UW–Madison is a powerful economic engine for the state of Wisconsin. Academic programs are constantly adapting to meet the needs of state business and industry. Faculty research is spurring innovations that lead to new companies and high-paying Wisconsin jobs. Direct services to the business community are keeping the state competitive.
Knowledge workforce: UW–Madison graduates approximately 9,000 students every year from a broad range of academic programs. The BadgerCareers site to find thousands of well-educated people who graduate from UW–Madison, or explore the talent pools from other Wisconsin colleges and technical schools.
Building our own business: University Research Park now is home to 126 companies and counting — many of which are based in biotechnology and life sciences — employing more than 3,500 people. The park has been so successful that the university is building Research Park Phase 2, which will bring an estimated 200 companies and 15,000 new jobs to Dane County.
Discovery on the horizon: The Wisconsin Institutes for Discovery plays a key role in facilitating the technology transfer from lab to business. A public-private partnership that combines $100 million in private gift support and a $50 million commitment from the state, the institutes bring together scientists from a broad spectrum of disciplines to attack the problems of disease, advance regenerative medicine and solve other important problems.
Biotech blooms: The master’s in biotechnology degree program is creating a new generation of talent for Wisconsin’s fast-growing biotech industry, named one of the nation’s top five biotech “hotspots” by Forbes magazine. Launched in 2002, the program has produced more than 300 graduates, with 50-60 new students each year.
Natural-born leaders: UW–Madison is ranked fourth in the nation for the largest number of graduates serving as CEOs of companies in the Fortune 500 Index.
Transferring benefits: The Wisconsin Alumni Research Foundation, which supports university research through patenting and licensing services, received the National Medal of Technology in 2005, the highest honor granted by the President of the United States for innovation in using technology to better the economy and the lives of citizens.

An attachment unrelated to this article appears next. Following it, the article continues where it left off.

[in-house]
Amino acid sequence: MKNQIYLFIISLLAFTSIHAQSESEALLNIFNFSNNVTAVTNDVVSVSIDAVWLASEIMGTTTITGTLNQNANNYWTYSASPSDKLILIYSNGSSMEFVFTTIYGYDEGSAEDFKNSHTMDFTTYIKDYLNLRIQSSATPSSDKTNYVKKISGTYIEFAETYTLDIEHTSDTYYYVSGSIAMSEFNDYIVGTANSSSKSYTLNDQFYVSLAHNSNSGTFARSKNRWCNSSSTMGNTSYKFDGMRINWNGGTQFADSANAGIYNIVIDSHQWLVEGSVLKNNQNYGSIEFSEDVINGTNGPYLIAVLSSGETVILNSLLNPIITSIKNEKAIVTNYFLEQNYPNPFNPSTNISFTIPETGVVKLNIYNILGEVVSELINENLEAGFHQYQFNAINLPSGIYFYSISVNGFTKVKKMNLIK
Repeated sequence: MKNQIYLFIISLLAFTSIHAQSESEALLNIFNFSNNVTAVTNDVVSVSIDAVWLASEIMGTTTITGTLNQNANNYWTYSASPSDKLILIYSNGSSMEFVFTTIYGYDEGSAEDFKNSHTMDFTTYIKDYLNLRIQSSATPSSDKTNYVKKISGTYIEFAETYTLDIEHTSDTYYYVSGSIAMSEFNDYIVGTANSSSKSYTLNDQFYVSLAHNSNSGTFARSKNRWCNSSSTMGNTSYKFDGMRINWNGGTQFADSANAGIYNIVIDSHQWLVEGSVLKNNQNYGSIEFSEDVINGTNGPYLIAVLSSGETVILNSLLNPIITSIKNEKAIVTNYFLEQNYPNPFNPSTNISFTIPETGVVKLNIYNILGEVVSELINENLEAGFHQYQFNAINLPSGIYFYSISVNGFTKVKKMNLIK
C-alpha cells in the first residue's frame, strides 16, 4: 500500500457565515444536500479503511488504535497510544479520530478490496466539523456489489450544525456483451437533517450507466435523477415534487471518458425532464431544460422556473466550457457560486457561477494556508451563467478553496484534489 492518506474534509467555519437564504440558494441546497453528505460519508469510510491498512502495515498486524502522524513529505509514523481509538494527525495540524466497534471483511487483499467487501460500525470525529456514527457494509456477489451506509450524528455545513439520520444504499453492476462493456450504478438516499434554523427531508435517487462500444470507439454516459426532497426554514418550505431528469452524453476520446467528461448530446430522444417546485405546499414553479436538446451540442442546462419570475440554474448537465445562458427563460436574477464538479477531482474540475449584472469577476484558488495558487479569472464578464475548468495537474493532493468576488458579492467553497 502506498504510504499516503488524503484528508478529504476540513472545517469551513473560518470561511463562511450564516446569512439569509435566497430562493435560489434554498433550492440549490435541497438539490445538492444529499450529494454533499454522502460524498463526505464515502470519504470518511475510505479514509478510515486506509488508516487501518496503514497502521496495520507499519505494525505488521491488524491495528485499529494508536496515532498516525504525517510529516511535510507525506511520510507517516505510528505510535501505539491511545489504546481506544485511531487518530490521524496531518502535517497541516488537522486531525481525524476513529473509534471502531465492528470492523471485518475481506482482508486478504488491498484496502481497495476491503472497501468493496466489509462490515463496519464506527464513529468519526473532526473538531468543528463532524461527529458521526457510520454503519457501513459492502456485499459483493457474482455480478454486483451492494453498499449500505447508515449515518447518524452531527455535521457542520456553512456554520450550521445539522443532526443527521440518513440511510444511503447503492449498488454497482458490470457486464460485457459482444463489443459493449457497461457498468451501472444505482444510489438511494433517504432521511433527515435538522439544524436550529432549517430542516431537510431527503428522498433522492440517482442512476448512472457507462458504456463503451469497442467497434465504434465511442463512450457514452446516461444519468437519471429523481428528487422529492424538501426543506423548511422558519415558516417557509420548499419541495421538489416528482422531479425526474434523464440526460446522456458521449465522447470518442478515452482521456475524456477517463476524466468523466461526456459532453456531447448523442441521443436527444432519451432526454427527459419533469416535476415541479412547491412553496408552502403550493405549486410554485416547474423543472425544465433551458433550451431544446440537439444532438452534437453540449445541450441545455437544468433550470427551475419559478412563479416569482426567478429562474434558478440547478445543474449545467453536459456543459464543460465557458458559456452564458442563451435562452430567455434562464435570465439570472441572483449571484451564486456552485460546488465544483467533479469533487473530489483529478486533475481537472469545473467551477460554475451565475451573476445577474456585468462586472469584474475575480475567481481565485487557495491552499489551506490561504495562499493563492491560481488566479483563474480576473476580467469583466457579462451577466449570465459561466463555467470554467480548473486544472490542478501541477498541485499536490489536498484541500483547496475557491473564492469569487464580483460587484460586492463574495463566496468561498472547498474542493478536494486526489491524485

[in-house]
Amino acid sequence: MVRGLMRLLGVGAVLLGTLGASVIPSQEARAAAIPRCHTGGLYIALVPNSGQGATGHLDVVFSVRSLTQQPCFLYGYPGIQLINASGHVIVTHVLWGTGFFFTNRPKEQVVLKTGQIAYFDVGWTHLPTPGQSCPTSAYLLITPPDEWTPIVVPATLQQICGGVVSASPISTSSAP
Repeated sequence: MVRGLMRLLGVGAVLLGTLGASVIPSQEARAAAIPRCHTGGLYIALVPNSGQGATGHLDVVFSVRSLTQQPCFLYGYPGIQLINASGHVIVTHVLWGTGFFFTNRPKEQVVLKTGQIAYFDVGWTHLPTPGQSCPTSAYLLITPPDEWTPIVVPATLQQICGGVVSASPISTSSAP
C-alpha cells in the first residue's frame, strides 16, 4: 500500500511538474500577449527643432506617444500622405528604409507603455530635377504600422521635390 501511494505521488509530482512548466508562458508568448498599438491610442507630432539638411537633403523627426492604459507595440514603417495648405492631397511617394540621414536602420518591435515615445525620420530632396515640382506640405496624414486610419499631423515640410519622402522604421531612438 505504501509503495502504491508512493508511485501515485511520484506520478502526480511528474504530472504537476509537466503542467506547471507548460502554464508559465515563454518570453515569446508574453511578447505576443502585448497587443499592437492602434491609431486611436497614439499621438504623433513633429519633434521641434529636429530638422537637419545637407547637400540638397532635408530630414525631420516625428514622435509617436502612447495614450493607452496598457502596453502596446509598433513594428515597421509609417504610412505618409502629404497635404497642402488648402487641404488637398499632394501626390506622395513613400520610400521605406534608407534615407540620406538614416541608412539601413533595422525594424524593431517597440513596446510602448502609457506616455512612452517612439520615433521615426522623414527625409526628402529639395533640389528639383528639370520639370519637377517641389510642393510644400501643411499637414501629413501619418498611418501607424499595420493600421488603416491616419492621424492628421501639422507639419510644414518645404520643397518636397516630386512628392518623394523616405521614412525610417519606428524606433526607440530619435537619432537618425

In good company: Executive education, based at the Fluno Center on the UW–Madison campus, each year offers more than 200 public programs covering 80 business topics, as well as numerous custom programs for companies worldwide. One of the largest executive education programs in the United States, in 2010 it served more than 500 Wisconsin companies. In 2009, Executive Education was named the “Best School for Continuing Education” by Corporate Report Wisconsin, the state’s most widely read business magazine.
Sustaining Dairyland: The Center for Dairy Profitability looks for new strategies to help Wisconsin dairy farms thrive, including an innovative online program directed at beginning dairy farmers. With more than 12,700 farms, the dairy industry has a $26.5 billion impact on Wisconsin’s economy, but faces new challenges from California and Southwest competition.
Corporate portal: The Office of Corporate Relations, which works to strengthen the state’s economy by serving as an initial point of contact for university resources, made more than 620 company contacts and 130 presentations to companies and groups. The office also responded to 744 requests for information and assistance during the past year, the majority of those from Wisconsin companies.
Startup support: The MG&E Innovation Center, located in the University Research Park, has helped more than 70 early stage companies take flight since opening in 1989. Demand is so strong that the center is planning to double its capacity.
Listening to industry: The College of Engineering has more than a dozen research consortia that provide a direct pipeline for sharing expertise with government and industry. Companies benefit by seeing work in progress, helping set research directions, and interacting with faculty and students.
Bread-and-butter business: Family businesses account for 78 percent of all new job creation, yet most family business ventures fail in their first attempt. The Family Business Center has helped hundreds of Wisconsinites maintain a profitable business and successfully pass ownership to the next generation.